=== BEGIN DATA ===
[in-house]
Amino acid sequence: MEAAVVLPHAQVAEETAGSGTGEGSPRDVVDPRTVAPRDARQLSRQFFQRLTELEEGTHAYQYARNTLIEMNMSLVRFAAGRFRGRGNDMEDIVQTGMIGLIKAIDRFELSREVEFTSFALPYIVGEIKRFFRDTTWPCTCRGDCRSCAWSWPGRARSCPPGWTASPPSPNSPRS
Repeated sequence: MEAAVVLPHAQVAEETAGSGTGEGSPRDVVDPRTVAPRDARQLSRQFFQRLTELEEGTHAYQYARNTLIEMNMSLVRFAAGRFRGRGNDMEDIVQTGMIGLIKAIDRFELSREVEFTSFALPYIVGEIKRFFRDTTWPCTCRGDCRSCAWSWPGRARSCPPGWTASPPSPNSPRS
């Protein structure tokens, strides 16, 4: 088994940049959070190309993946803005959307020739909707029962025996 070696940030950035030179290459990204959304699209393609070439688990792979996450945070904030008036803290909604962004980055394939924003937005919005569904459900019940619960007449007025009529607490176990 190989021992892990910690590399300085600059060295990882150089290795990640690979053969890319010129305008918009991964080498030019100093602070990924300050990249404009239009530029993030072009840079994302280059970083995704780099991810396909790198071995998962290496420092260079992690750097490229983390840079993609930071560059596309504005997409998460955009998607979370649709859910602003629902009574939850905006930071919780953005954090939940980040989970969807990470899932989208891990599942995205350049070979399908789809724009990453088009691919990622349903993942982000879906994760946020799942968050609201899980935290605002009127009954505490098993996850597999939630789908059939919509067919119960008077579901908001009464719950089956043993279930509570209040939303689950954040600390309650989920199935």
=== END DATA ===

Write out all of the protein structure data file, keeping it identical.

[in-house]
Amino acid sequence: MEAAVVLPHAQVAEETAGSGTGEGSPRDVVDPRTVAPRDARQLSRQFFQRLTELEEGTHAYQYARNTLIEMNMSLVRFAAGRFRGRGNDMEDIVQTGMIGLIKAIDRFELSREVEFTSFALPYIVGEIKRFFRDTTWPCTCRGDCRSCAWSWPGRARSCPPGWTASPPSPNSPRS
Repeated sequence: MEAAVVLPHAQVAEETAGSGTGEGSPRDVVDPRTVAPRDARQLSRQFFQRLTELEEGTHAYQYARNTLIEMNMSLVRFAAGRFRGRGNDMEDIVQTGMIGLIKAIDRFELSREVEFTSFALPYIVGEIKRFFRDTTWPCTCRGDCRSCAWSWPGRARSCPPGWTASPPSPNSPRS
């Protein structure tokens, strides 16, 4: 088994940049959070190309993946803005959307020739909707029962025996 070696940030950035030179290459990204959304699209393609070439688990792979996450945070904030008036803290909604962004980055394939924003937005919005569904459900019940619960007449007025009529607490176990 190989021992892990910690590399300085600059060295990882150089290795990640690979053969890319010129305008918009991964080498030019100093602070990924300050990249404009239009530029993030072009840079994302280059970083995704780099991810396909790198071995998962290496420092260079992690750097490229983390840079993609930071560059596309504005997409998460955009998607979370649709859910602003629902009574939850905006930071919780953005954090939940980040989970969807990470899932989208891990599942995205350049070979399908789809724009990453088009691919990622349903993942982000879906994760946020799942968050609201899980935290605002009127009954505490098993996850597999939630789908059939919509067919119960008077579901908001009464719950089956043993279930509570209040939303689950954040600390309650989920199935």